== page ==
Most of my ancestors are Scots-Irish, some are English but that is heavily diluted over the several centuries since the Kendricks arrived in the middle colonies in the late 1600s and my branch migrated slowly down through the Piedmont and into the Carolinas. On the other side, it's all about the hillbillies, folks who came down from the mountains after multigenerational sojourn to meet other folks and then decide to produce a branch of the family tree that includes the likes of me.
Point is, the sudden and uncomfortable prominence of Appalachia in politics hits close to home for me. These are my mountains, too. I grew up in sight of them, spent considerable time visiting there, and for me it really does feel like home. But it also feels out of time, in both senses; a part of the country the rest of us (and that is the proper term; I'm an outsider for sure) never waited for as we rushed westward and future-ward.
And now the hills have cleared their throat and been given a chance to pay back the rest of the country for progressing without its permission by having a unprecedented influence in the Democratic presidential primary race, after long being largely ignored in politics and if the mine safety issue is any indication, being ignored by the protections of the law as well.
Right now the people of Appalachia think the Democrats, at least one faction, are coming back to them in strength. One actually is, the one that supports little things like mine safety, public works, education and environmental protection so there is not only a lovely land in which to live proud but one in which it is safe to drink the water and breathe the air, to take in the vista and live off a land that will no longer poison them horribly in fifteen different ways.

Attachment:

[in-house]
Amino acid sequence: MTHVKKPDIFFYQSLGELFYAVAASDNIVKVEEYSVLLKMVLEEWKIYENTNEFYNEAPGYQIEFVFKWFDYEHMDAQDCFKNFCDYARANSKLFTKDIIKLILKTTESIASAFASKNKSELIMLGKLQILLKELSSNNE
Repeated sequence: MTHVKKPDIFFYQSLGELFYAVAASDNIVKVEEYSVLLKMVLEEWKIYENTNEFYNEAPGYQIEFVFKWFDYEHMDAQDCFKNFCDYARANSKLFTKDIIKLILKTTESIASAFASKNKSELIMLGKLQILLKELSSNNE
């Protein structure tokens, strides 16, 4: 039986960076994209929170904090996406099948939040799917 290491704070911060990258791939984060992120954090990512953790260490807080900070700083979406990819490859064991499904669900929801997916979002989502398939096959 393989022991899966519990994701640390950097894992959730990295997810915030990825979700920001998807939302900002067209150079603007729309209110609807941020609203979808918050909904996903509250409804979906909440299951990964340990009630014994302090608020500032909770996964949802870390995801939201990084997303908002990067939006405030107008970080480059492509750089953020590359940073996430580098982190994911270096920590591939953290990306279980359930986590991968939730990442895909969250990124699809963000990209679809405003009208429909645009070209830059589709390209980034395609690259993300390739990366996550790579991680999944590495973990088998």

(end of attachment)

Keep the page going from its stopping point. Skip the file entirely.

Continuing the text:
The problem is, that's the faction represented by the candidate that they have been strongly encouraged to despise.
Appalachia's being sold a simple message: Everything that is good for you isn't. Those low country folk... they just want to... interfere... and thus enters fear.
It's easy to sell to the upland folk; from their perspective, most of their ancestors came to America as conscripts or indentured servants, fought the native tribes or once free to migrate moved away from the shame of servitude to start their own freeholds in the hills. They came in part because they could not stand the company of people who dared look down on them, they came in part because once free their better place was land similar in some respects to their ancient home in Scotland, rugged and in quite a few places covered in trees. And they had people up there, and people coming there. And it was theirs, all theirs, a vast region of little use and comfort to the English settlers.. though in time their ancestors and their money and, yep, their guns and laws would come to assert their authority yet again.
There is an ancient resentment in the mountains, a war that began centuries ago, an emnity among the British tribes that has echoes going back for millennia as wave after wave crashed against the shores of Avalon...then came across the Atlantic.
For the Appalachians, in a proud fashion, see themselves as a New Scotland, never quite having success over the far wealthier and more powerful outside society...but never surrendering an inch willingly on any issue, even the ones they know to be horrid...not if the matter is pressed by outsiders.